Black Diamond X2 Jeep Suspension Kit - Leaves To CoiloversPosted in How To: Suspension Brakes on November 1, 2007 Comment (0)
Most hard-core Jeepers know about the Black Diamond XCL (Xtreme Coil Link), a Warn-engineered kit that redefined rockcrawling in 1996. Black Diamond created this production coil-conversion kitso that YJ and later-model CJ owners (and inexperienced shops) didn't have to fumble through a custom longer-travel suspension project.
Superlift acquired Black Diamond and spent the past five years R&D-ing a successor to the XCL (which is still available). Two priorities emerged: simplifying installation and creating a kit that was more street and trail friendly. Controlling weight transfer-especially at pavement speeds-is what sets the X2 apart
The X2 kit differs from XCL in four main areas. The X2's long-arm front suspension is four-link (compared to XCL's three-link), and the rear is leaf-spring-over-axle (SOA) as opposed to the previous triangulated four-link with coilovers.
For YJ applications, the X2 kit includes progressive-rate front coilovers and axle bracketry for the front link arms. Single-spring coilovers (optional for TJ applications) got the nod because of quieter operation than dual-coil designs. The coils are coupled to 10-inch-travel monotube gas shocks with remote reservoirs.
To address the factory stability issues under torque load, both YJ and TJ systems use rear SOA leaves that are designed specifically for the kit. The packs have nine thin, shot-peened leaves with tapered ends, antifriction pads, military-wrap main leaves with OE-type rubber bushings and bolt-type spring clips. Their U-bolt plates have integral bumpstop extensions, and boomerang-style shackles clear the bumper during suspension travel. Black Diamond SS rear monotube shocks by Bilstein provide damping and enough length to accommodate additional suspension travel.
Up front, the X2 uses Superlift Rockrunner link arms, which have threaded ends that won't bind, unlike Heim-style joints. The arms are made from 0.188-inch-wall DOM tubing (1.5-inch OD uppers, 2.0-inch OD lowers), and they're contoured to allow full lock-to-lock steering and maximum ground clearance. The longer the arm, the less the operating angles during suspension cycling, so more movement is possible before the arms bind within their mounts.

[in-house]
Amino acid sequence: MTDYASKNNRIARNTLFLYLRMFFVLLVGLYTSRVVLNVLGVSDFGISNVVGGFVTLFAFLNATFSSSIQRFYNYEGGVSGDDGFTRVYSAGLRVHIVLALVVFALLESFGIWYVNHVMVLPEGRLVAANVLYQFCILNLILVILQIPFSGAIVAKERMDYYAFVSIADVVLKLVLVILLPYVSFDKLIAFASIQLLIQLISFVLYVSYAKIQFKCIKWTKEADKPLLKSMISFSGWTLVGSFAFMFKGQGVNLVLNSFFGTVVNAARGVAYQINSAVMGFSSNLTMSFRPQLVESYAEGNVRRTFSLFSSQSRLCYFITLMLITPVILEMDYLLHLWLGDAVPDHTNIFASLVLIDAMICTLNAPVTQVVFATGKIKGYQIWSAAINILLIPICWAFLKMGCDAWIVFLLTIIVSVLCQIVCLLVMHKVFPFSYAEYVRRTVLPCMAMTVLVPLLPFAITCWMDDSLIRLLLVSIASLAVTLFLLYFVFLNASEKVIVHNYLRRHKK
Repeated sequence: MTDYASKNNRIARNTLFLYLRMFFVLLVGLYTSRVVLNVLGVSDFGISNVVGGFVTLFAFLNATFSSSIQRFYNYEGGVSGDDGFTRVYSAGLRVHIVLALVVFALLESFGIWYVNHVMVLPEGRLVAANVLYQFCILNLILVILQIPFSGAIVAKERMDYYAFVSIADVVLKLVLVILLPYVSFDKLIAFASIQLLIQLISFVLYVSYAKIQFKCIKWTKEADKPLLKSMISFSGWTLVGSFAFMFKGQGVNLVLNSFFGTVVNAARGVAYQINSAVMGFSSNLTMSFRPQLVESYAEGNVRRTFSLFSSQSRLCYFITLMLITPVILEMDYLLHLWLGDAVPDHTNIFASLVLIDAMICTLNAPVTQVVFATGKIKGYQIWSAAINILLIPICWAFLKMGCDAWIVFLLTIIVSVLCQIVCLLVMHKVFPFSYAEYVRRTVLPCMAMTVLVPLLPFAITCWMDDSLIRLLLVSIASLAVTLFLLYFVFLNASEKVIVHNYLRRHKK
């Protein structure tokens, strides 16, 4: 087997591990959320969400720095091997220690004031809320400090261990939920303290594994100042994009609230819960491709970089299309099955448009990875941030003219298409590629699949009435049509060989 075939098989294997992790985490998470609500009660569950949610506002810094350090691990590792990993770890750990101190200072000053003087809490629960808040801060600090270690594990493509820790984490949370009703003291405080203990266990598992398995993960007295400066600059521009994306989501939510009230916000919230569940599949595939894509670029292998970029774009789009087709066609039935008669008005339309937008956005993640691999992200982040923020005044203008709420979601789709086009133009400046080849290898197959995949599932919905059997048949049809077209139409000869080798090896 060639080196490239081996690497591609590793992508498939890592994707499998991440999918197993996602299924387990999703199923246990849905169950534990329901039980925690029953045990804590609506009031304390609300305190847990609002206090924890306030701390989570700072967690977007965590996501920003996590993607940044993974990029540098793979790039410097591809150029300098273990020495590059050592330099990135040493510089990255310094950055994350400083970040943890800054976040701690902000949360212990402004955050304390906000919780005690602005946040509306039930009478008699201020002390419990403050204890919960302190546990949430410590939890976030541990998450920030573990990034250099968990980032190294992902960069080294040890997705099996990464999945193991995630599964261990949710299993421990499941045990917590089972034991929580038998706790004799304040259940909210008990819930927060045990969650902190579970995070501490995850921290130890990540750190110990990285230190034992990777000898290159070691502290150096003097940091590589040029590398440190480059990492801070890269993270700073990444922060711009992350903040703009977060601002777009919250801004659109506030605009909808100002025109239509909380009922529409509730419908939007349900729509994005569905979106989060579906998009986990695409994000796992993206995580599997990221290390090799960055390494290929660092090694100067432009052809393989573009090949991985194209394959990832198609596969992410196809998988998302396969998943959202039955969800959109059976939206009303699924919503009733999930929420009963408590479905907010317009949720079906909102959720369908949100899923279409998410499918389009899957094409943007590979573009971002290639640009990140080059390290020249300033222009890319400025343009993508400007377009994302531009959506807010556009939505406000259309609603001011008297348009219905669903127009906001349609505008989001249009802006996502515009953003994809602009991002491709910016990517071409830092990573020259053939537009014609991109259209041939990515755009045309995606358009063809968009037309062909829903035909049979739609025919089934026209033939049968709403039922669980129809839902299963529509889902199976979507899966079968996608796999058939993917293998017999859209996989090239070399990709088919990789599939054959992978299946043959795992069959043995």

These extended arms attach to the frame at the X2's skidpan assembly. Two side rails serve as rear mounts for the link arms. The rails also support the 3/16-inch-thick inner pan, which functions as a transmission crossmember.
Steering correction is also addressed. The kit includes a dropped pitman arm, an adjustable track bar with bracket, and a lateral brace. These components are compatible with the OE under-knuckle tie-rod or a "flipped" high-steer arrangement.
The X2's marquee upgrade is Superlift's Torque Fork traction bar. Similar in design to the XCL's three-link front arms, the Torque Fork uses two shackles to control spring wrap throughout suspension cycling.
Other options are extended Rockrunner link-arm ends for up to 3 inches of wheelbase stretch as well as the eXtreme Clearance flat skidpan, which requires floorboard modifications. Front-axle weld-on link-arm brackets are available that essentially emulate the OE TJ arrangement are available for popular frontend swaps, as are spring pads for common rear axle swaps.
The X2 installation also provided an opportunity to try Pro Comp's new Xtreme MTs. Since the X2 fits up to 37-inch-tall tires, we chose the 37x12.50-17, one of a handful of fitments available at press time. A trade-off is a D load range-stiff for a short-wheelbase Jeep.